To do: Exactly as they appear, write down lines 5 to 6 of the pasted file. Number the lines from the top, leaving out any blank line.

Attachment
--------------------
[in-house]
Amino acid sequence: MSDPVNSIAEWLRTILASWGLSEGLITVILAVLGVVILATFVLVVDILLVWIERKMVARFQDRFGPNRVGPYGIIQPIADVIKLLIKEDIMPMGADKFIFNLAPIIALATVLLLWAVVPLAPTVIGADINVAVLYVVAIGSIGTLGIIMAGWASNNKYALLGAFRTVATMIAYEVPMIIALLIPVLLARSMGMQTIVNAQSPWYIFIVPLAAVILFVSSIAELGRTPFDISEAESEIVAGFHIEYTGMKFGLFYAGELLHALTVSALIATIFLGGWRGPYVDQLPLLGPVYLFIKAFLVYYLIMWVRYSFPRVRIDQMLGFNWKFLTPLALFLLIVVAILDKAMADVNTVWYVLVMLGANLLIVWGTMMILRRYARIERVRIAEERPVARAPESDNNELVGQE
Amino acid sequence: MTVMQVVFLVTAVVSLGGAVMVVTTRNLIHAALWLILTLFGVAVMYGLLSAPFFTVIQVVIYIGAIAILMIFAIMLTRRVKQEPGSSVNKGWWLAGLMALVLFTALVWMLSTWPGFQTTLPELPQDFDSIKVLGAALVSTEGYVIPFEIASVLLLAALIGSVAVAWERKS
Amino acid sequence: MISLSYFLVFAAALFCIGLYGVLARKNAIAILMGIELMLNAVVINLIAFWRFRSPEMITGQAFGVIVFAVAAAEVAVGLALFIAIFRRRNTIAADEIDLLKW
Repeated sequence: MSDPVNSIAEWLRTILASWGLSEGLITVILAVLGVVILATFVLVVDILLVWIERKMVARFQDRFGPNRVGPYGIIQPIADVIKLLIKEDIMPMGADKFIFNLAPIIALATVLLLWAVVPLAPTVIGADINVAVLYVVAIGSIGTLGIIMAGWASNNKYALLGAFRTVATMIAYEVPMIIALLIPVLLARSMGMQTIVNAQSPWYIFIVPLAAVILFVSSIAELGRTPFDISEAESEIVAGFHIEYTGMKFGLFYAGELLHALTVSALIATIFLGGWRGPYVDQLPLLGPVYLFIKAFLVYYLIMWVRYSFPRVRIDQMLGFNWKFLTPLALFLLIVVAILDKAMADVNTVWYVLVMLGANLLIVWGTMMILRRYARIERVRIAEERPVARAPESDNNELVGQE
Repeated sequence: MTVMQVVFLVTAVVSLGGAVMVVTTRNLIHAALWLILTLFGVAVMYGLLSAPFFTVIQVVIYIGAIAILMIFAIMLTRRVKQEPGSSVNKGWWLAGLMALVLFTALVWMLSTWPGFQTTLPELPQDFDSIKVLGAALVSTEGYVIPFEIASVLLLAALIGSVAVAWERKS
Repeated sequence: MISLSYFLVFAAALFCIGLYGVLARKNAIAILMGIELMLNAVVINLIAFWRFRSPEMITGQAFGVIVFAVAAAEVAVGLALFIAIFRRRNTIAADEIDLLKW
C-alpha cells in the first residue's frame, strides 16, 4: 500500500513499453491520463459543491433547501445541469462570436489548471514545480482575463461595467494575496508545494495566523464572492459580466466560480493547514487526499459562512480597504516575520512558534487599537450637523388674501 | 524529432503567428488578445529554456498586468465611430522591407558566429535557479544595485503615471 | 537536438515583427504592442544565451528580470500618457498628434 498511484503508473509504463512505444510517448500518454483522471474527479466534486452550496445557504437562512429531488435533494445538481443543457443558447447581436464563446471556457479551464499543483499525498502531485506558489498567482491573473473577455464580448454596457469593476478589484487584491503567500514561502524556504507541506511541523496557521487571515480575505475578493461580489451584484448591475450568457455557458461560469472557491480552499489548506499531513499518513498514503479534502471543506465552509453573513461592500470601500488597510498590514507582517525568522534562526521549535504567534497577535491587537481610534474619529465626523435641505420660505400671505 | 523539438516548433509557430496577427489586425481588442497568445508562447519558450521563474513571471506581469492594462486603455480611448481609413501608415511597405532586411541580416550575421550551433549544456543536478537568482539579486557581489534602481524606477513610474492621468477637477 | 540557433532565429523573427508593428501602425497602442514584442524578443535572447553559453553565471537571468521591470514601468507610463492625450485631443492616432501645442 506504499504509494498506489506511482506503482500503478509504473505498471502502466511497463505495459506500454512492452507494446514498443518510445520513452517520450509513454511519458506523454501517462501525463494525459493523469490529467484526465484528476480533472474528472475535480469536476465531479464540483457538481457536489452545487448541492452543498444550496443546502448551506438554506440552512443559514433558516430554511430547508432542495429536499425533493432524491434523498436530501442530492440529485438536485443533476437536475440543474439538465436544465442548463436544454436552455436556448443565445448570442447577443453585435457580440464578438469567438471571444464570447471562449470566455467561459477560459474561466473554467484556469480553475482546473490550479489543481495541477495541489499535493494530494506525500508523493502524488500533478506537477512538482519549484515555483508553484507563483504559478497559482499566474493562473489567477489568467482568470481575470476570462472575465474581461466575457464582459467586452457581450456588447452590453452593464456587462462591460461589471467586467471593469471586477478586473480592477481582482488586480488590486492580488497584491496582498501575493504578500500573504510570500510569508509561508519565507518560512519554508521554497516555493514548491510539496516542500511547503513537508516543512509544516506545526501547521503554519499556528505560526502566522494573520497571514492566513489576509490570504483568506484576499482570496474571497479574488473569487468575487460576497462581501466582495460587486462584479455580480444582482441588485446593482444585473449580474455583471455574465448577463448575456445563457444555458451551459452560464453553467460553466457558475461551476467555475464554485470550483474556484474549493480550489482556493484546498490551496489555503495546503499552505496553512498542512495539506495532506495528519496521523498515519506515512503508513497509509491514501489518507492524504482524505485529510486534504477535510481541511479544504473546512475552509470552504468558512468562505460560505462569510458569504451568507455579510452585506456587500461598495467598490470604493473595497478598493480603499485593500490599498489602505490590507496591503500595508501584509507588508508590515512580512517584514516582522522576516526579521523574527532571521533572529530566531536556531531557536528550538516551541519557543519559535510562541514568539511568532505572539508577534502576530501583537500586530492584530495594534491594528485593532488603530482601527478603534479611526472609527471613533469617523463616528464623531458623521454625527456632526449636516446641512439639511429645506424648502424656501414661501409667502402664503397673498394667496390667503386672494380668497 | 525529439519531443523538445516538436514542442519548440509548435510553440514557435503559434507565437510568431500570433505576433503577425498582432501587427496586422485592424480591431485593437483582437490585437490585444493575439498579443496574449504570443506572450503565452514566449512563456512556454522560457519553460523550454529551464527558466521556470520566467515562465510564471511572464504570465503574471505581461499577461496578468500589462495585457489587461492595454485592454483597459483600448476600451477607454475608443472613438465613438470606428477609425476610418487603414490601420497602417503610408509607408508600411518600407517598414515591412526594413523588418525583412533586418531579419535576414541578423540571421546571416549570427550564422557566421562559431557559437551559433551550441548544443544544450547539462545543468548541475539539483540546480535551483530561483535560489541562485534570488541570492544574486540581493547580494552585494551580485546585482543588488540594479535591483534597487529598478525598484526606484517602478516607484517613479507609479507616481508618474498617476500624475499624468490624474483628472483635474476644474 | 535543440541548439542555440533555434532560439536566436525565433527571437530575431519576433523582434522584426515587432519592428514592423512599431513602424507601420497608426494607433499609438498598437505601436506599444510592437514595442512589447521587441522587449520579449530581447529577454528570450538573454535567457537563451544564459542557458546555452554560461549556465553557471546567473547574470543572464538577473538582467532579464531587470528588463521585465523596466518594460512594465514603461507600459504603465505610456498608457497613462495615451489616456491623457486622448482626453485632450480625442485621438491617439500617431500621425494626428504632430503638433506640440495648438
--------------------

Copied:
Repeated sequence: MSDPVNSIAEWLRTILASWGLSEGLITVILAVLGVVILATFVLVVDILLVWIERKMVARFQDRFGPNRVGPYGIIQPIADVIKLLIKEDIMPMGADKFIFNLAPIIALATVLLLWAVVPLAPTVIGADINVAVLYVVAIGSIGTLGIIMAGWASNNKYALLGAFRTVATMIAYEVPMIIALLIPVLLARSMGMQTIVNAQSPWYIFIVPLAAVILFVSSIAELGRTPFDISEAESEIVAGFHIEYTGMKFGLFYAGELLHALTVSALIATIFLGGWRGPYVDQLPLLGPVYLFIKAFLVYYLIMWVRYSFPRVRIDQMLGFNWKFLTPLALFLLIVVAILDKAMADVNTVWYVLVMLGANLLIVWGTMMILRRYARIERVRIAEERPVARAPESDNNELVGQE
Repeated sequence: MTVMQVVFLVTAVVSLGGAVMVVTTRNLIHAALWLILTLFGVAVMYGLLSAPFFTVIQVVIYIGAIAILMIFAIMLTRRVKQEPGSSVNKGWWLAGLMALVLFTALVWMLSTWPGFQTTLPELPQDFDSIKVLGAALVSTEGYVIPFEIASVLLLAALIGSVAVAWERKS